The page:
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    My Bulletin finally got here today. I wish I had this info a long time ago! So the fleamarket found watch I had was one of two known from a short run from 02/03 and the only 23j. Alas! But, now I know. Fantastic, comprehensive article, thank you. -Cort
     
  26. Tom McIntyre

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    I am sure Jerry waited until I had sold all of mine to publish it also. :)
     
  27. musicguy

    musicguy Moderator
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    Just opened my bulletin excellent article Jerry.


    Rob
     
  28. Jerry Treiman

    Jerry Treiman Registered User
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    Thanks, Rob, and others for your kind comments.

    I know that collectors like to have an idea of the scarcity of the watches they collect. Although Part 2 of the Bulletin article includes interpreted production numbers and a much more detailed breakdown of numbers (in Table 1 and Appendix B) I thought it might be helpful to summarize movement production in a more concise fashion.
    W-H_production.jpg

    The contracts are differentiated because there were jeweling and finish differences from one order to the next. (For instance, bridge models only had curved finger bridges in the first two orders). However, for the totals of each model just go to “the bottom line”. (Quantities in parentheses are entire runs that either had the Howard name removed or never carried the Howard name; some movements from other runs also had the Howard name removed).
     
  29. musicguy

    musicguy Moderator
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    Jerry:

    I've finally read the entire article and I must say that it's
    well written(and now a great resource of information in one place).
    Your descriptions and photographs will
    make it very easy to identify these Waltham-Howard watches(and understand how they fit into the history).
    I'm sure this took a tremendous amount of work(and research over the years)
    and I will absolutely keep this issue of the W & C Bulletin!

    Thank you
    Rob
     
  30. Jerry Treiman

    Jerry Treiman Registered User
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    My friend and co-author, Carl Goetz, passed away earlier this year. He had an extensive collection of Waltham-Howard watches, many of which were in their factory-original cases. However, most of these interesting watches, including many of Carl’s watches, were in solid gold cases which are vulnerable to scrapping, regardless of their importance. At least a few of the watches from Carl’s collection have already lost their original cases this year and can never be whole again. In fact, a majority of the known surviving movements have lost their original cases, so it is important to try to preserve those that remain.

    In the interest of preserving some of this history I am presenting here a list of those Waltham-Howard watches, from our database of known watches, that we believed to still be in their original cases when we recorded them. (Don’t be alarmed if your watch is not in this list -- it may not have been in our database).
     

    Attached Files:

  31. KipW

    KipW Registered User
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    I don't know what to make of this! Purchased as a movement only in September of 2018. It is marked as a Howard, clearly a Waltham made watch, nothing on the dial, and with a serial number that make no sense at all ( #1010166). I tried to "translate" the serial number into a workable Waltham number and came up with 12610166 - which is listed as a "special" dating to about 1911!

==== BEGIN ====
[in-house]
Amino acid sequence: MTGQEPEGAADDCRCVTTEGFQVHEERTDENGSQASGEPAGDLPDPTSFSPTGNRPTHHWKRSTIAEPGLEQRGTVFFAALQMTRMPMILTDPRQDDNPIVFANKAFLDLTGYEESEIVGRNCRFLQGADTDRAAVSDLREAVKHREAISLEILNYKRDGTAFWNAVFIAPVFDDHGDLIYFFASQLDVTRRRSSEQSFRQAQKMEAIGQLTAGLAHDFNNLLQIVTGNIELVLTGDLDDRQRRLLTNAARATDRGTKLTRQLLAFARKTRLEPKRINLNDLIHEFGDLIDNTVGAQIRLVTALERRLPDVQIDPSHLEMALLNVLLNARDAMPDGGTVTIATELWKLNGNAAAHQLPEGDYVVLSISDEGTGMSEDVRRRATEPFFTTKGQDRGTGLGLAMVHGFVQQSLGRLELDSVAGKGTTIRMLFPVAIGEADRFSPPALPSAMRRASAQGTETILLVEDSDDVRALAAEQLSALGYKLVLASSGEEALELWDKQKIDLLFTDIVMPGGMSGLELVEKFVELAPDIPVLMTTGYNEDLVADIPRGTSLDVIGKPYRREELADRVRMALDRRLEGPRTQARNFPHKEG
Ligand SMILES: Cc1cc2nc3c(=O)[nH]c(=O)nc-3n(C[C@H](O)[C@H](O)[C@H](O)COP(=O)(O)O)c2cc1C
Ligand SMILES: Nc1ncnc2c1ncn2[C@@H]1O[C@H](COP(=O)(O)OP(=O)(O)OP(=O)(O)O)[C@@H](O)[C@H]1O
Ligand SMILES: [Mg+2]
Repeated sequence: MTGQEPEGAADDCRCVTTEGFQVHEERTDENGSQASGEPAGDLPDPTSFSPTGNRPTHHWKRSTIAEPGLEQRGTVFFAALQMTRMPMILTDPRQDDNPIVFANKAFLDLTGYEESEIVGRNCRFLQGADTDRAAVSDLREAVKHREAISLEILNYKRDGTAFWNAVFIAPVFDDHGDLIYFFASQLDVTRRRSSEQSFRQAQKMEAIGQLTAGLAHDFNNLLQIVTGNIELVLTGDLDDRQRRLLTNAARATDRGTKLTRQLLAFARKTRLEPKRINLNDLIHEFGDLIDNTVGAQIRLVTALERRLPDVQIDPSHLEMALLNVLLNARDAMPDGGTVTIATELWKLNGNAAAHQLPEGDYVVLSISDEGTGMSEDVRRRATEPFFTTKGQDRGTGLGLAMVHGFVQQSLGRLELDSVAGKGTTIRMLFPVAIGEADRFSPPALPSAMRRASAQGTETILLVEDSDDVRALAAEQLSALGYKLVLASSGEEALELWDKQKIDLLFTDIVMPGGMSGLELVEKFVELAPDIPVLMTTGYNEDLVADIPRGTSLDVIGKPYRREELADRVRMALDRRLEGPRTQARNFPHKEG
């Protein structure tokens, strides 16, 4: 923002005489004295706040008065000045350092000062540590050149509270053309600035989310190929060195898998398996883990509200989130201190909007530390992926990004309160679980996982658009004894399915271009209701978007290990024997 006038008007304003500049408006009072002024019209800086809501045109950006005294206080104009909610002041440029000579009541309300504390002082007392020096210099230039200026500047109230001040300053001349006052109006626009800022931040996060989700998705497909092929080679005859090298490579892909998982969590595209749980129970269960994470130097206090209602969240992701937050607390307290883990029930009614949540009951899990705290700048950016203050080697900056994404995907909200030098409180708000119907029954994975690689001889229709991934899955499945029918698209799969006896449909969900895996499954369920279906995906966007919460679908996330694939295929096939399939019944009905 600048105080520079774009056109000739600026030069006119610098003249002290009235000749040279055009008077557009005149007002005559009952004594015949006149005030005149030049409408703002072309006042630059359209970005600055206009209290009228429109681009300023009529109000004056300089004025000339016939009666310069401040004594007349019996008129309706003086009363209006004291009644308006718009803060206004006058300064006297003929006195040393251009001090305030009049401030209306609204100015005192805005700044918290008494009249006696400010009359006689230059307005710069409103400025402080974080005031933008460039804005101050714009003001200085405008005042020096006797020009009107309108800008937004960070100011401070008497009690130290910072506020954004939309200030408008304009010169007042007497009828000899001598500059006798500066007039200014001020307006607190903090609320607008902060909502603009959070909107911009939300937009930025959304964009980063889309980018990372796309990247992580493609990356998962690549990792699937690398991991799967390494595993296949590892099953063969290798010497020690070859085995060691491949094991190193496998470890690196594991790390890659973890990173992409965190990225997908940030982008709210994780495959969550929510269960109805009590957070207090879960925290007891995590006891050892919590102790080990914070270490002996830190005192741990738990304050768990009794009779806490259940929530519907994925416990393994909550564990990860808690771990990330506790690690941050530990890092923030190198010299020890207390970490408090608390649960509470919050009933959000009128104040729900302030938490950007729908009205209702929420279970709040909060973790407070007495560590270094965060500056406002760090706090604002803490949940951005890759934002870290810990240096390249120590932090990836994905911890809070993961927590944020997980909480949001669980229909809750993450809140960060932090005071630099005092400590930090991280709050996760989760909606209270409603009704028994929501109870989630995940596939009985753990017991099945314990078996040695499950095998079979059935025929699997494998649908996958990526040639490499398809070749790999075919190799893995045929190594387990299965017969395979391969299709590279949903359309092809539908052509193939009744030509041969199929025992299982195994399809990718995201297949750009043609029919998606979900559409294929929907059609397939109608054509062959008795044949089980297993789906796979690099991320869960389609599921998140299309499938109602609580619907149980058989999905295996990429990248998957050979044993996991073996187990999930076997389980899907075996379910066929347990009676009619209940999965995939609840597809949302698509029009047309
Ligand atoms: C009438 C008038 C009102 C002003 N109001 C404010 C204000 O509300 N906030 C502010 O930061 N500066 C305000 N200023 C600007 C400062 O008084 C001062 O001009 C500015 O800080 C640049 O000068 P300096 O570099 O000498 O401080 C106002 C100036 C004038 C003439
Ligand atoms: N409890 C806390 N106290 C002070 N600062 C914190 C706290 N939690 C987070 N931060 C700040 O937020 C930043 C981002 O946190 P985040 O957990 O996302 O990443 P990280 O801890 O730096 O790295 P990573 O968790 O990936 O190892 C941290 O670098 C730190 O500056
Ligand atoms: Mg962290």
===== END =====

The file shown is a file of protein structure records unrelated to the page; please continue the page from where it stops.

After reading what I could find (especially Parts 1 and 2 of the NAWCC article you published) I can only wonder is this movement is a total "bootleg" watch with intentionally misleading markings, or an actual Waltham-Howard of some sort...or :???:
    I'm really hoping you kind experts (Jerry / Tom etc.) can shed some light on this...thanks! (Sorry the photos aren't better. If you need more or better pictures and/or details, I'll post them in the near future.)

    IMG_0497.JPG IMG_0498.JPG IMG_0499.JPG IMG_0500.JPG s-l1600 (1).jpg s-l1600.jpg
     
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  32. MrRoundel

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    The watch looks legitimate to me. All but the earliest of runs of the Waltham-Howards had the "E. Howard & Co." removed from the plates. In your case it looks like it was milled off on the train bridge. Then, as was the case with yours, someone re-engraved the "E. Howard & Co." on the bridge. The dial looks like it could be original to me. It may have also had the name removed from it. Surely it was with less difficulty than milling the bridge, etc. ;)So no, not bootleg.

    I have one one of these 3/4 plate Waltham-Howards, however mine has the bridge milled but never re-engraved. It's in the 10,102*** range of serial numbers, FWIW. It is awaiting the finding of a few parts before it can be running again. Cheers.
     
  33. Jerry Treiman

    Jerry Treiman Registered User
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    #33 Jerry Treiman, Feb 20, 2020
    Last edited: Feb 20, 2020
    Kip - You may have skimmed over it, but I talked about these on p.486-487 in Part 2 of my article. You have correctly surmised the Waltham serial number (under the dial you will find 610166). These were made for Howard around 1905. It is our speculation, but a reasonable one, that Keystone removed their name from these at some point to dispose of them after getting their own production under way. You may note that name, re-engraved by hand, is “E. Howard Co.”, lacking the “&”, which Keystone would never have done themselves. As Brian says, this is a correct original dial and you may be able to see a ghost of the Howard name in script if you hold the dial at just the right angle.